The fatal habit of considering Christian morals as distinct from Christian doctrine insensibly gained strength. Thus the peculiar doctrines of Christianity went more and more out of sight, and as might naturally have been expected, the moral system itself also began to wither and decay, being robbed of that which should have supplied it with life and nutriment.I think that's precisely what the Manhattan Declaration does—considering Christian morals as distinct from Christian doctrine. And it will prove fruitless.
Some might say that these groups have much Christian doctrine in common, and it's true. But they're miles apart on justification, which is at the heart of the gospel. Piper continues to quote Wilberforce on precisely that point:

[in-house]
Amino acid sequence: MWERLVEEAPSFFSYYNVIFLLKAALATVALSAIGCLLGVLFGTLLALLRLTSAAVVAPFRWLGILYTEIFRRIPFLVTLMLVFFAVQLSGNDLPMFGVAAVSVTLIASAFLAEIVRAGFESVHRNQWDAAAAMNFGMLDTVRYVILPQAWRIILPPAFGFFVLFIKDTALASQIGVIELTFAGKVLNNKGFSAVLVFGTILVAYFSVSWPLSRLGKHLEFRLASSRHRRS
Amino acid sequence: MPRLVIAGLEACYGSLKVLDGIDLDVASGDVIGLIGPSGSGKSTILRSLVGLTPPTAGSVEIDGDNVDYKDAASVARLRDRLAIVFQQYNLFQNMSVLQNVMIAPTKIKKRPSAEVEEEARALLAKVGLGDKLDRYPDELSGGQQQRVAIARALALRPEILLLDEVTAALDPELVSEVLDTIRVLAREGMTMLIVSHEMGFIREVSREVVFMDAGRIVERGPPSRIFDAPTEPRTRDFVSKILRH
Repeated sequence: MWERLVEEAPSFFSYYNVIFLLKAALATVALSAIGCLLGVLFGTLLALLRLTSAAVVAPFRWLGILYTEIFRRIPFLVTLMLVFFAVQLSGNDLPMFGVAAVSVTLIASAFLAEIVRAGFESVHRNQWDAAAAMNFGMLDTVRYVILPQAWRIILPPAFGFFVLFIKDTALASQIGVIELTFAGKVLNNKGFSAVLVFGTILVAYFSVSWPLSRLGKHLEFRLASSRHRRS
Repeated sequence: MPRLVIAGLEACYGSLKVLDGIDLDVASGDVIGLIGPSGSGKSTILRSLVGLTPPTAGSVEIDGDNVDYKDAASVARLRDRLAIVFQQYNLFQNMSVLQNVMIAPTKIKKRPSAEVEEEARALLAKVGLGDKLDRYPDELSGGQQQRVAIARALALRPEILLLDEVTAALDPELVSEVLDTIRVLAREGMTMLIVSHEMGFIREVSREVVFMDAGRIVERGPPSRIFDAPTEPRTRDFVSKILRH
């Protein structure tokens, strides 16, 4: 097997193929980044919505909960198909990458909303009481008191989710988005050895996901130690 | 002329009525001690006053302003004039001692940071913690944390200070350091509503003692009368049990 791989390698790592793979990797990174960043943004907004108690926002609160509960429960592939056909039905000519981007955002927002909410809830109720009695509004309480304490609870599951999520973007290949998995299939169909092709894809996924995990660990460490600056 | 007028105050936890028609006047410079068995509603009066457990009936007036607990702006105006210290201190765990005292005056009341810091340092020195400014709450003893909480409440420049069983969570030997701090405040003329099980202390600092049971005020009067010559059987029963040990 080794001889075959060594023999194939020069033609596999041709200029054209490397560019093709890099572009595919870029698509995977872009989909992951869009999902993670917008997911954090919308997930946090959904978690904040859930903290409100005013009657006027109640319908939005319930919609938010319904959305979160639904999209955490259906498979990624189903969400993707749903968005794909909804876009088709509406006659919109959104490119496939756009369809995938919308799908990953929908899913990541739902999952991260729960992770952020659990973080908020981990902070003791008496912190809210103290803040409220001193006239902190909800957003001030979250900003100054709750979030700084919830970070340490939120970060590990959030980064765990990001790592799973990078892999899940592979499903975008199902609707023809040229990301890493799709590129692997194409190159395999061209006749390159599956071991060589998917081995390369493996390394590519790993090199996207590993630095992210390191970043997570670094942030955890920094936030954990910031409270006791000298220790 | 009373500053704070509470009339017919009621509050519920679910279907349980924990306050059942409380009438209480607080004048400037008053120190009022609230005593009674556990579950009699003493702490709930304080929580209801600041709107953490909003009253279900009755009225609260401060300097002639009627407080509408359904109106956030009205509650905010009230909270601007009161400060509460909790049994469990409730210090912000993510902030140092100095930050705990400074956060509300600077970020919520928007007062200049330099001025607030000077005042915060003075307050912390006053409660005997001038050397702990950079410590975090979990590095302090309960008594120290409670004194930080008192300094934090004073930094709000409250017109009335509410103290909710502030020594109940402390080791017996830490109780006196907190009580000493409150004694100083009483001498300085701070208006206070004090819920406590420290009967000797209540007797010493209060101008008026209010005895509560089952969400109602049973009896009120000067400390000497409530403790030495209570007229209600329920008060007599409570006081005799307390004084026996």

They consider not that Christianity is a scheme . . . for making the fruits of holiness the effects, not the cause, of our being justified and reconciled.Piper concludes:
Many public people say that changing society requires changing people, but few show the depth of understanding Wilberforce does concerning how that comes about. For him the right grasp of the central doctrine of justification and its relation to sanctification—an emerging Christlikeness in private and public—were essential for the reformation of the morals of England.